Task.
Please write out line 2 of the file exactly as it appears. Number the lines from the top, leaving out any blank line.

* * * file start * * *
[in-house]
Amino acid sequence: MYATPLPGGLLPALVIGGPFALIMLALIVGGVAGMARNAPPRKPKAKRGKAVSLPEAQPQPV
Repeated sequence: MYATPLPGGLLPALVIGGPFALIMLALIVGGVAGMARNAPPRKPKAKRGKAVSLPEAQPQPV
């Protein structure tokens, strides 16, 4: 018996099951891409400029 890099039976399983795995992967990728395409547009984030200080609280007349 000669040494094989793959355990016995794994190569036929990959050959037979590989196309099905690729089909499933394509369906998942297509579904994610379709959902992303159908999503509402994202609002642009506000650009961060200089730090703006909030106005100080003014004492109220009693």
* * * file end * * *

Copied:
Amino acid sequence: MYATPLPGGLLPALVIGGPFALIMLALIVGGVAGMARNAPPRKPKAKRGKAVSLPEAQPQPV